Compared with participants who had the lowest adherence to the diet, the risk for those with the highest adherence was 39% to 40% lower, while those in the middle tertile had a decreased Alzheimer's risk of 15% to 21%. This, the investigators said, showing a significant dose response, and sensitivity analysis did not change these findings.
Scarmeas followed more than 2,000 cognitively normal elderly people from Manhattan, with an average age of 77 years, for about four years. Every 18 months the participants filled out a dietary questionnaire asking them about what they consumed and how often. In total, 262 of the participants developed Alzheimer's during the course of the study.
The changes that lead to Alzheimer's start happening decades before the full blown disease. Therefore following a better diet makes sense even if you are fairly young.
A new UCLA imaging study shows that age-related breakdown of myelin, the fatty insulation coating the brain's internal wiring, correlates strongly with the presence of a key genetic risk factor for Alzheimer disease.
The findings are detailed in the January edition of the peer-reviewed journal Archives of General Psychiatry and add to a growing body of evidence that myelin breakdown is a key contributor to the onset of Alzheimer disease later in life.
In addition, the study demonstrates how genetic testing coupled with non-invasive evaluation of myelin breakdown through magnetic resonance imaging (MRI) may prove useful in assessing treatments for preventing the disease.
The idea of losing the insulation of the nerves of one's brain with aging strikes me as thoroughly disgusting. We should heavily fund attempts to develop treatments to prevent and reverse brain aging.
A genetic variation in Apolipoprotein E causes the myelin insulating sheaths to break down more rapidly with age.
As the brain continues to develop in adulthood and as myelin is produced in greater and greater quantities, cholesterol levels in the brain increase and eventually promote the production of a toxic protein that attacks the brain. The protein attacks myelin, disrupts message transfer through the axons and eventually can lead to the brain/mind-destroying plaques and tangles visible years later in the cortex of Alzheimer patients.
The Apolipoprotein E (ApoE) genotype is the second most influential Alzheimer risk factor, after only advanced age. The study used MRI to assess myelin breakdown in 104 healthy individuals between ages 55 and 75 and determine whether the shift in the age at onset of Alzheimer disease caused by the ApoE genotype is associated with age-related myelin breakdown.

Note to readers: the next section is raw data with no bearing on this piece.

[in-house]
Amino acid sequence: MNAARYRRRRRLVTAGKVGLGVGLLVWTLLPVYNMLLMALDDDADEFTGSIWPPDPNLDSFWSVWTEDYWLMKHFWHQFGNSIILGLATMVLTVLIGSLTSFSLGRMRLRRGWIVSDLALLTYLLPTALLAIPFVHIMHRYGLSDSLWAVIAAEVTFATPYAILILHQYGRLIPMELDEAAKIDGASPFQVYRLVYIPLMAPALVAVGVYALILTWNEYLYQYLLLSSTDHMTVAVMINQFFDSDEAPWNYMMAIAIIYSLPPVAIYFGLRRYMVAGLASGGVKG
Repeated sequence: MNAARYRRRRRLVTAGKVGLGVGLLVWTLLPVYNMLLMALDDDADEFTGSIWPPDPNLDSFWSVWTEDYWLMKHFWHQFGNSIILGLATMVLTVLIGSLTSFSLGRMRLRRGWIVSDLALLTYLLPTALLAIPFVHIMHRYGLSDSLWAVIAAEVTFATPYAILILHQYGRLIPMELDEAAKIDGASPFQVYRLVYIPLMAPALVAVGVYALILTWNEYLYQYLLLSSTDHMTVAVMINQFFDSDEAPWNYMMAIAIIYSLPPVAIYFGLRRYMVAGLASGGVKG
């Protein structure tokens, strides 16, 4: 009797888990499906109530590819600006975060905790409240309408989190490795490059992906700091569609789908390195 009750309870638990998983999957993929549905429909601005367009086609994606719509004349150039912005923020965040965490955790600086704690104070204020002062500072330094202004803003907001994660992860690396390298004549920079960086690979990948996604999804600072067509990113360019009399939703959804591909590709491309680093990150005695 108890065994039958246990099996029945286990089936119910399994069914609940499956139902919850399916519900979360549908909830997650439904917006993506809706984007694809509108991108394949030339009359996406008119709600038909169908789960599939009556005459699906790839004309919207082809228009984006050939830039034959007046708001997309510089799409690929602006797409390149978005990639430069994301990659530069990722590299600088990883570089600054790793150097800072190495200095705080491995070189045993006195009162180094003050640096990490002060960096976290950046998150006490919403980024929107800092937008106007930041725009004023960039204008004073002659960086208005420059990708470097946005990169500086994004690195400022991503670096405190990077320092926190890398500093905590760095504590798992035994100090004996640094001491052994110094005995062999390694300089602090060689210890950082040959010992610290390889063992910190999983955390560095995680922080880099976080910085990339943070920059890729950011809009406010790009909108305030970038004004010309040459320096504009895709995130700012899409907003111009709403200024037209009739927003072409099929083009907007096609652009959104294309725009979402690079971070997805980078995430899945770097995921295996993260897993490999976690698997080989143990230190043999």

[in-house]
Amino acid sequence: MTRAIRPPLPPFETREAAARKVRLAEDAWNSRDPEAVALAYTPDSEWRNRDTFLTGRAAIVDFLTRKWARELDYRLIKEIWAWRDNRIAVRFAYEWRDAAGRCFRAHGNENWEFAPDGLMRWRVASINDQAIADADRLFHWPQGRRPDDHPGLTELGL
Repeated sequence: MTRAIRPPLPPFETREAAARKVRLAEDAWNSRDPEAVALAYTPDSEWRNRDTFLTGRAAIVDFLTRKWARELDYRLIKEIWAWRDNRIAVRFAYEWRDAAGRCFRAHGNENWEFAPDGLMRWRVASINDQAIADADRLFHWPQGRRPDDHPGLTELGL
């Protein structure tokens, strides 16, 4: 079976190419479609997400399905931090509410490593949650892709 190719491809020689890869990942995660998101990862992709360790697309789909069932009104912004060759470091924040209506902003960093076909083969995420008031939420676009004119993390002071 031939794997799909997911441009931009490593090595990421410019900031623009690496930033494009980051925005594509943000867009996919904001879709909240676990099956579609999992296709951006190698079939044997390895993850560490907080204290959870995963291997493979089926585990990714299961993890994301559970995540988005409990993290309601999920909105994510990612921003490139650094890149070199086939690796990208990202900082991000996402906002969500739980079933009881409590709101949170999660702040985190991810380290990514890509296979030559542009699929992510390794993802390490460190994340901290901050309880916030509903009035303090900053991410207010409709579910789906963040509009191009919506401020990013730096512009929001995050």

The results show that in later-myelinating regions of the brain, the severity and rate of myelin breakdown in healthy older individuals is associated with ApoE status. Thus both age, the most important risk factor for Alzheimer disease, and ApoE status, the second-most important risk factor, seem to act through the process of myelin breakdown.
Some people argue that aging is a natural process or a sacred process which we can experience with dignity. But where's the dignity of suffering from a progressive breakdown of the insulation on the nerves of your brain? One doesn't just become gray and wrinkly and move more slowly with age. One's brain goes. One loses the ability to think as well. One is more prone to confusion, less able to deal with the problems of life, less able to recall memories of past events or to remember what one has to accomplish on any given day. There's nothing the least bit dignified about brain decay. It does not bring wisdom. It takes away the ability to recall lessons learned.
New York University School of Medicine researchers have developed a brain scan-based computer program that quickly and accurately measures metabolic activity in a key region of the brain affected in the early stages of Alzheimer's disease. Applying the program, they demonstrated that reductions in brain metabolism in healthy individuals were associated with the later development of the memory robbing disease, according to a new study.
"This is the first demonstration that reduced metabolic activity in the hippocampus may be used to help predict future Alzheimer's disease," says Lisa Mosconi, Ph.D., a research scientist in the Department of Psychiatry, who developed the computer program and led the new study. "Although our findings need to be replicated in other studies," she says, "our technique offers the possibility that we will be able to screen for Alzheimer's in individuals who aren't cognitively impaired."